Thai gov’t suspends TV station for a week over its reports
BANGKOK (AP) — Thailand’s broadcast regulator on Monday ordered a television channel to suspend its over-the-air broadcasting for a week for what it called biased reports affecting national security.
The reasoning for the order issued by the National Broadcasting and Television Commission was challenged by Voice TV, which said in a statement that although it presents views contrary to the official line of the country’s military government, its programming does not affect stability. The suspension begins at midnight Monday night.
The television station is controlled by the family of former Prime Minister Thaksin Shinawatra, who was ousted by a 2006 army coup and is in exile to avoid a prison term for corruption. The station, whose news and commentary often challenge the government’s point of view, said it will continue presenting its programming online during the suspension period.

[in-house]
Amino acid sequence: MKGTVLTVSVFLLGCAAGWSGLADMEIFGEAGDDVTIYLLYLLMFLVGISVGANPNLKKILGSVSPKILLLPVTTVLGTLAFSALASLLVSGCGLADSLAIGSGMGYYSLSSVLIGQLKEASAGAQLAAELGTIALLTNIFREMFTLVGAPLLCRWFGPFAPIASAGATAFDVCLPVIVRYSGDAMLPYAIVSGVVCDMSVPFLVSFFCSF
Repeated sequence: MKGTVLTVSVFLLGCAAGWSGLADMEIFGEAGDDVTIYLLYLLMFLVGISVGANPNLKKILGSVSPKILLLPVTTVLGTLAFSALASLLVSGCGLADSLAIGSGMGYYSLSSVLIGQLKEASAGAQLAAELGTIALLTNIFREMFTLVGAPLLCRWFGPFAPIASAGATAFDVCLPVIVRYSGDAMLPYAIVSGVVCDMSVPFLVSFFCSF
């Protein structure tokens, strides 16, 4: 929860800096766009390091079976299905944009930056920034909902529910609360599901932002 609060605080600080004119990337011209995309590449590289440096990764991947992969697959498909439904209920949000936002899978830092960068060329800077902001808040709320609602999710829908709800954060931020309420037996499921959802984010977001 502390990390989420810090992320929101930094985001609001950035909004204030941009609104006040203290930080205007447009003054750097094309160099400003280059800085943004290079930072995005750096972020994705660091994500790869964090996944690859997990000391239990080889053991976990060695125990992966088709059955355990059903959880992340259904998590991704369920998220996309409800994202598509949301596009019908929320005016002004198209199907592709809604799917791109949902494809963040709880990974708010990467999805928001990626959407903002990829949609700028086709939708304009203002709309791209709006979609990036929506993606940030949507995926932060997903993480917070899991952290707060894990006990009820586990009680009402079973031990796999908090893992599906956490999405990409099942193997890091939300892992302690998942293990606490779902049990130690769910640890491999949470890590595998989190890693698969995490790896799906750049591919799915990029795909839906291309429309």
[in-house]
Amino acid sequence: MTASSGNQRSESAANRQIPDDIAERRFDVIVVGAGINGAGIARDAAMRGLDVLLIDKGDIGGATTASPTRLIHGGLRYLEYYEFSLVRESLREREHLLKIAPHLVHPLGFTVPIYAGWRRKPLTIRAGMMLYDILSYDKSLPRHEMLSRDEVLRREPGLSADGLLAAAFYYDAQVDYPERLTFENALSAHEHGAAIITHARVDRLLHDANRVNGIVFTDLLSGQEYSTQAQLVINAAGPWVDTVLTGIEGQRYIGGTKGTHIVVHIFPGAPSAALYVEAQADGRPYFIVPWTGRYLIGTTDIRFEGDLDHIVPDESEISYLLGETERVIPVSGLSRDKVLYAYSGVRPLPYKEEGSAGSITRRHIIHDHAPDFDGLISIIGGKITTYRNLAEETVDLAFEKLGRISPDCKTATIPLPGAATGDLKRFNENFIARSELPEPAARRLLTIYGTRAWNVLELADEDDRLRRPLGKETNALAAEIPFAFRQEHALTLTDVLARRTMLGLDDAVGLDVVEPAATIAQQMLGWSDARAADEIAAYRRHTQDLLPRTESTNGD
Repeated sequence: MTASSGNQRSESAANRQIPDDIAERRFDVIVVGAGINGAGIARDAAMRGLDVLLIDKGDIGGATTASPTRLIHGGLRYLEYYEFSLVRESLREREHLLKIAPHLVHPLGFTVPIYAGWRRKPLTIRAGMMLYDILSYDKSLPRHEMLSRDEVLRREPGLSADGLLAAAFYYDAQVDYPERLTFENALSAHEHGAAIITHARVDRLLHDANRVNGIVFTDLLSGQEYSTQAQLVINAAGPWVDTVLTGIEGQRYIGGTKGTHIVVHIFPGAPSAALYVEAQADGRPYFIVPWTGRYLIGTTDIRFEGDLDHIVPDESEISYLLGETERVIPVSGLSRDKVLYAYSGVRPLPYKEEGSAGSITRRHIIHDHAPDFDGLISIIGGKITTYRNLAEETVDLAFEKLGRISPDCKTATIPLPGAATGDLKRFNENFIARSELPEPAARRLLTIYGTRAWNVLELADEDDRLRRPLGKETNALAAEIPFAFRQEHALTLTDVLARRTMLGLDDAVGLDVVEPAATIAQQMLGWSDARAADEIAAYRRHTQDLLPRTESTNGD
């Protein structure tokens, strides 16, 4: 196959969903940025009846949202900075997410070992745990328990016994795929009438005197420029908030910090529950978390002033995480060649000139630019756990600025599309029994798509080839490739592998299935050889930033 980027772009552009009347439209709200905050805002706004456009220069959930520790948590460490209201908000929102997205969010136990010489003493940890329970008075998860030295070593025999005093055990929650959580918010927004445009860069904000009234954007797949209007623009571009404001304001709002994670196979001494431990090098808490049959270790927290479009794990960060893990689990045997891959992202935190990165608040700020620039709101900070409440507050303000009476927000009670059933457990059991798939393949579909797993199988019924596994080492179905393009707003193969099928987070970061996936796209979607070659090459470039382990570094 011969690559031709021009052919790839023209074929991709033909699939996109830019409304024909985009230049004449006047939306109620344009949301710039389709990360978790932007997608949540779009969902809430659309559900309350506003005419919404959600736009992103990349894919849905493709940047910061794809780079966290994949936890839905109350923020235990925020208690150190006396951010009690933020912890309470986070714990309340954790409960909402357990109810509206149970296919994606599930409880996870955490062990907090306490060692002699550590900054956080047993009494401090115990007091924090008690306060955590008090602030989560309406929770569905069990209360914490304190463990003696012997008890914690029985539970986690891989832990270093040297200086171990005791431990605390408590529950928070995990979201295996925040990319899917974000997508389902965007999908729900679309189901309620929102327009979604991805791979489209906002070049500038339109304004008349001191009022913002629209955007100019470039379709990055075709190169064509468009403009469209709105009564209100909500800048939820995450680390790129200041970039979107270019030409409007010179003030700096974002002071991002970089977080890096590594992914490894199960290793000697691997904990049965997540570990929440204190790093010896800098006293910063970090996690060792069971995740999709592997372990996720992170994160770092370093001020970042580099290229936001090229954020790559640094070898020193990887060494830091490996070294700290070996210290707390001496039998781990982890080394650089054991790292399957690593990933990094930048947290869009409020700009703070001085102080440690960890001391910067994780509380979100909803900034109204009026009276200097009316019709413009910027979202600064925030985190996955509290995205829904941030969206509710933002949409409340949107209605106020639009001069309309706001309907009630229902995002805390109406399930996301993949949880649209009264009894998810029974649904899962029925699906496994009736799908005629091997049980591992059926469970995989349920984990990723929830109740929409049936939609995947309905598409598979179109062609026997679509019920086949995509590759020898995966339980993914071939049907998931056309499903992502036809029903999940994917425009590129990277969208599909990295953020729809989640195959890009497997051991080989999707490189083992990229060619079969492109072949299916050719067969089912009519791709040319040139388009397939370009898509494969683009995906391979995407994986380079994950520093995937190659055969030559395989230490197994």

The stories cited as offensive by the commission included commentaries on the fatal shooting of a hill tribe youth activist at a military checkpoint, the seizure of war weapons at a building belonging to an anti-government exile and the police siege of a temple belonging to a Buddhist sect.
Voice TV said it will consider legal proceedings, both civil and administrative, because the order affects its business.
Laws implemented after the military took power in another coup in 2014 give it power to shut down any media outlet without any sort of judicial review. The broadcasting commission is an agency with such authority. Most media outlets apply self-censorship.
Voice TV has been one of the most frequent targets of the authorities. Several times it has suspended individual programs under pressure from the government.